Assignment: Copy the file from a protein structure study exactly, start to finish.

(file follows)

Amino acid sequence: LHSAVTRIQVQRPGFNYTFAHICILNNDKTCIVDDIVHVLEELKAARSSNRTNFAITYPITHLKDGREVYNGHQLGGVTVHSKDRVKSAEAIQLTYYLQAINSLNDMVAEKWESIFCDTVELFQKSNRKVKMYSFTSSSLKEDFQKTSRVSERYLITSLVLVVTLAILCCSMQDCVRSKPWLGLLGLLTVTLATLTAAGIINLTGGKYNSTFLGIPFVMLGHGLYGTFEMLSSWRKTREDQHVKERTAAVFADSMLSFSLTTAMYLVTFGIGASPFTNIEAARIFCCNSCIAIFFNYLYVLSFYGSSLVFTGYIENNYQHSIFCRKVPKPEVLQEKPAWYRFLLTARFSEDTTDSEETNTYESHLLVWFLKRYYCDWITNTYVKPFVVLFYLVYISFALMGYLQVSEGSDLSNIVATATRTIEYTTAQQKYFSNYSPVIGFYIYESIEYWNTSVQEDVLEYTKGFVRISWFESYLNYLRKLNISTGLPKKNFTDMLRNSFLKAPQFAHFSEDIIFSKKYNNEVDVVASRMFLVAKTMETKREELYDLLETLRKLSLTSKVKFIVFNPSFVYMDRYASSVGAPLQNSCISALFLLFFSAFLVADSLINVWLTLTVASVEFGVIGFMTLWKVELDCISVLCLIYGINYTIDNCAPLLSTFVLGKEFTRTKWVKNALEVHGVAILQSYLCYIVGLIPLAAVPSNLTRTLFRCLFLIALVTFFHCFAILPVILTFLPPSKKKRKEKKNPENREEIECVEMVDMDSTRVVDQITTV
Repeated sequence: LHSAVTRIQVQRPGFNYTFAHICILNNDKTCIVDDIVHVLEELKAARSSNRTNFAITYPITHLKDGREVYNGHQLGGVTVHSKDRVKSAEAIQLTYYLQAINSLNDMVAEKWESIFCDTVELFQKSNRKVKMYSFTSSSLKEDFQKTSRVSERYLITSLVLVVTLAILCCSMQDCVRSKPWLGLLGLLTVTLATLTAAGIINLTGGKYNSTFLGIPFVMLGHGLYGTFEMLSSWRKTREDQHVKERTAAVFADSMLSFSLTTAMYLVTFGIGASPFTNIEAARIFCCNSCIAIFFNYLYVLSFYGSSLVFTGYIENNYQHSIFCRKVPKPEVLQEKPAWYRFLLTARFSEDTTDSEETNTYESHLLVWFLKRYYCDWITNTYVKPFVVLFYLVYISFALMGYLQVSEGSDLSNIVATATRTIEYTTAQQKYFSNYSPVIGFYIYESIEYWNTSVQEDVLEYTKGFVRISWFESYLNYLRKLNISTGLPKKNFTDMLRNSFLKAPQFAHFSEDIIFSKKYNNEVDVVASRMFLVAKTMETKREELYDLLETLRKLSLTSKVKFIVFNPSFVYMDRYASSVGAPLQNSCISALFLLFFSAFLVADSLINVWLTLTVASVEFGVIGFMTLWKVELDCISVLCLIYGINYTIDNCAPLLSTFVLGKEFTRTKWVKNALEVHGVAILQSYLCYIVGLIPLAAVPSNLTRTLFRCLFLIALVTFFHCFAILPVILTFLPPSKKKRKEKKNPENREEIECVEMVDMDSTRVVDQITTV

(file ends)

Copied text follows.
Amino acid sequence: LHSAVTRIQVQRPGFNYTFAHICILNNDKTCIVDDIVHVLEELKAARSSNRTNFAITYPITHLKDGREVYNGHQLGGVTVHSKDRVKSAEAIQLTYYLQAINSLNDMVAEKWESIFCDTVELFQKSNRKVKMYSFTSSSLKEDFQKTSRVSERYLITSLVLVVTLAILCCSMQDCVRSKPWLGLLGLLTVTLATLTAAGIINLTGGKYNSTFLGIPFVMLGHGLYGTFEMLSSWRKTREDQHVKERTAAVFADSMLSFSLTTAMYLVTFGIGASPFTNIEAARIFCCNSCIAIFFNYLYVLSFYGSSLVFTGYIENNYQHSIFCRKVPKPEVLQEKPAWYRFLLTARFSEDTTDSEETNTYESHLLVWFLKRYYCDWITNTYVKPFVVLFYLVYISFALMGYLQVSEGSDLSNIVATATRTIEYTTAQQKYFSNYSPVIGFYIYESIEYWNTSVQEDVLEYTKGFVRISWFESYLNYLRKLNISTGLPKKNFTDMLRNSFLKAPQFAHFSEDIIFSKKYNNEVDVVASRMFLVAKTMETKREELYDLLETLRKLSLTSKVKFIVFNPSFVYMDRYASSVGAPLQNSCISALFLLFFSAFLVADSLINVWLTLTVASVEFGVIGFMTLWKVELDCISVLCLIYGINYTIDNCAPLLSTFVLGKEFTRTKWVKNALEVHGVAILQSYLCYIVGLIPLAAVPSNLTRTLFRCLFLIALVTFFHCFAILPVILTFLPPSKKKRKEKKNPENREEIECVEMVDMDSTRVVDQITTV
Repeated sequence: LHSAVTRIQVQRPGFNYTFAHICILNNDKTCIVDDIVHVLEELKAARSSNRTNFAITYPITHLKDGREVYNGHQLGGVTVHSKDRVKSAEAIQLTYYLQAINSLNDMVAEKWESIFCDTVELFQKSNRKVKMYSFTSSSLKEDFQKTSRVSERYLITSLVLVVTLAILCCSMQDCVRSKPWLGLLGLLTVTLATLTAAGIINLTGGKYNSTFLGIPFVMLGHGLYGTFEMLSSWRKTREDQHVKERTAAVFADSMLSFSLTTAMYLVTFGIGASPFTNIEAARIFCCNSCIAIFFNYLYVLSFYGSSLVFTGYIENNYQHSIFCRKVPKPEVLQEKPAWYRFLLTARFSEDTTDSEETNTYESHLLVWFLKRYYCDWITNTYVKPFVVLFYLVYISFALMGYLQVSEGSDLSNIVATATRTIEYTTAQQKYFSNYSPVIGFYIYESIEYWNTSVQEDVLEYTKGFVRISWFESYLNYLRKLNISTGLPKKNFTDMLRNSFLKAPQFAHFSEDIIFSKKYNNEVDVVASRMFLVAKTMETKREELYDLLETLRKLSLTSKVKFIVFNPSFVYMDRYASSVGAPLQNSCISALFLLFFSAFLVADSLINVWLTLTVASVEFGVIGFMTLWKVELDCISVLCLIYGINYTIDNCAPLLSTFVLGKEFTRTKWVKNALEVHGVAILQSYLCYIVGLIPLAAVPSNLTRTLFRCLFLIALVTFFHCFAILPVILTFLPPSKKKRKEKKNPENREEIECVEMVDMDSTRVVDQITTV